- Barrie Kreinik
I got a rock
When mystery tops history.
Photo by Barrie Kreinik: Central Park, NYC.
When I was in college, I took a geology class. Not, I confess, out of intellectual curiosity, but under duress. My university had a stringent set of distribution requirements, which meant that even arts-minded students like myself had to take a minimum of four courses in the areas of math and science. I’d already taken three: one semester of “Mathematical Explorations” (which I called “Imaginary Math” and about which I remember absolutely nothing), one semester of basic chemistry, and one semester of astronomy, which I attended about half as often as I was supposed to. By the spring of my junior year, I had one more science class to go.
I considered botany, but I couldn’t see myself memorizing the Latin names of plants. I contemplated zoology, but couldn’t find a class that fit into my schedule. Finally, I chose Geology 111—which was entitled, appealingly, “To Know the Earth.”
They’re only rocks, I thought, as I selected the pass/fail option. How hard could it be?
Well, it turned out that knowing the Earth required a lot more effort than I’d bargained for. I spent evenings hunched over a ten-pound textbook, trying to decipher the difference between schist and shale. I made page upon page of study guides, frantically memorizing words like igneous and lithosphere and ferromagnesian. I walked to class with a friend through aggressive spring snowstorms, papers melting in our hands as we quizzed each other about tectonic plates and earth structure and geological eras. Week by week, I held the information in my brain just long enough to regurgitate it in exchange for a passing grade.
But by the time I left for summer vacation, all my rock knowledge had slithered back into the earth from whence it came. All these years later, I remember so little about geology I actually had to google geology terms just to be able to write the previous paragraph.
Throughout the semester, as definitions and images cascaded through my mind like lava, I kept returning to the same conclusion: It’s just a rock. Although Earth’s origins were no doubt objectively interesting, I quickly discovered that I was not interested. I didn’t care how the rocks got where they were. I didn’t care what forces formed them. I didn’t care what their names were, or why some were shiny and others dull, or what possibly maybe happened a billion years ago. To me, the boulder, the cliff face, the pebble, the slab, and the stone were all just…rocks.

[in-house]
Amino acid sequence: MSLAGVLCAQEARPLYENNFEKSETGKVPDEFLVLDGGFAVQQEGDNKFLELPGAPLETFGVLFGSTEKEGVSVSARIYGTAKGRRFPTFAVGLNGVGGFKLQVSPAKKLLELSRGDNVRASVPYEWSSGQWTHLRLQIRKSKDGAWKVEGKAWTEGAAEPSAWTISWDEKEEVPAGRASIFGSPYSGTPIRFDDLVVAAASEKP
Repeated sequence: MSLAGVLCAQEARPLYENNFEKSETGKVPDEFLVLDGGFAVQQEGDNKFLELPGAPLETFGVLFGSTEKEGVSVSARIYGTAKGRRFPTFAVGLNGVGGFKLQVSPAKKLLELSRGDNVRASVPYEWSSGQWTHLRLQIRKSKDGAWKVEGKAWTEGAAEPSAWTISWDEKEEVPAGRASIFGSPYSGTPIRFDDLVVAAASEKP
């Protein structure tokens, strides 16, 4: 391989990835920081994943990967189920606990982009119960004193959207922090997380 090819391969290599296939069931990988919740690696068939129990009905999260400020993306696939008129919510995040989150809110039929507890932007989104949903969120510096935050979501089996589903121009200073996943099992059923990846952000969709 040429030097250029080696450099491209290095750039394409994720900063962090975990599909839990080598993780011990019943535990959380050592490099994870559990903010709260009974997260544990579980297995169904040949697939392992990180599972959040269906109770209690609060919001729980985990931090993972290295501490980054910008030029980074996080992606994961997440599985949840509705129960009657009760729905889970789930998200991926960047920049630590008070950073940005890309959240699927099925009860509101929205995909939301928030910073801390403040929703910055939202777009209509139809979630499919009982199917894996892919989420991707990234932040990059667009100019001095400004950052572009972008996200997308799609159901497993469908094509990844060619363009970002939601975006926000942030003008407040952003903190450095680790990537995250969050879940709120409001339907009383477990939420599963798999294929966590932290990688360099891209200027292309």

I was reminded of the scene in It’s the Great Pumpkin, Charlie Brown where the Peanuts kids compare their trick-or-treating hauls. “I got a candy bar!” one exclaims. “I got three cookies!” “I got a pack of gum!” To which Charlie Brown replies not, “I got basalt,” or “I got obsidian,” but: “I got a rock.” (I was tempted to write that phrase in response to test questions I didn't know the answers to.)
Yet, beneath my tongue-in-cheek cynicism was a glimmer of understanding, a spark of ideation that wouldn’t catch fire until later in my life:
Sometimes, when it comes to the mysteries of this world, it’s nicer not to know.
Several months ago, I was walking through Central Park when I came upon a giant rock formation roughly the size of my apartment. I wandered over its slopes and crevices, examining the shape and sheen of its rippled surface. It seemed incredible that something so ancient, so connected to the wildness of nature, could be found in the middle of Manhattan.
Having taken Geology 111, I felt I ought to have been able to identify the rock. Why was it there? Why did it have the look of something molten? Why did bits of it shine so brightly in the sun? But as I stood there stone-gazing, my mind responded not with information, but with wonder.
Here, in the center of a modern city, I wrote in an Instagram post, is an ancient fragment of the earth, a natural substance formed millions of years ago, left intact by generations of island dwellers. It was here before us and will be here after us. It sparkles in light and shimmers in shadow. It’s a mirror, a window, a witness.
It’s a rock.
It’s also magic.
There’s a lot going on with Mother Nature right now, and we’re finding, more often than not, that the answer to Why? is often, Because of us. But when it comes to nature’s mysteries—the colors of a sunset, the contours of a landscape, the shapes of gnarled trees, or the miracle of an ancient stone in an urban jungle—I find I prefer to leave the science to the scientists. And instead of asking why, I’m content to whisper: “Wow.”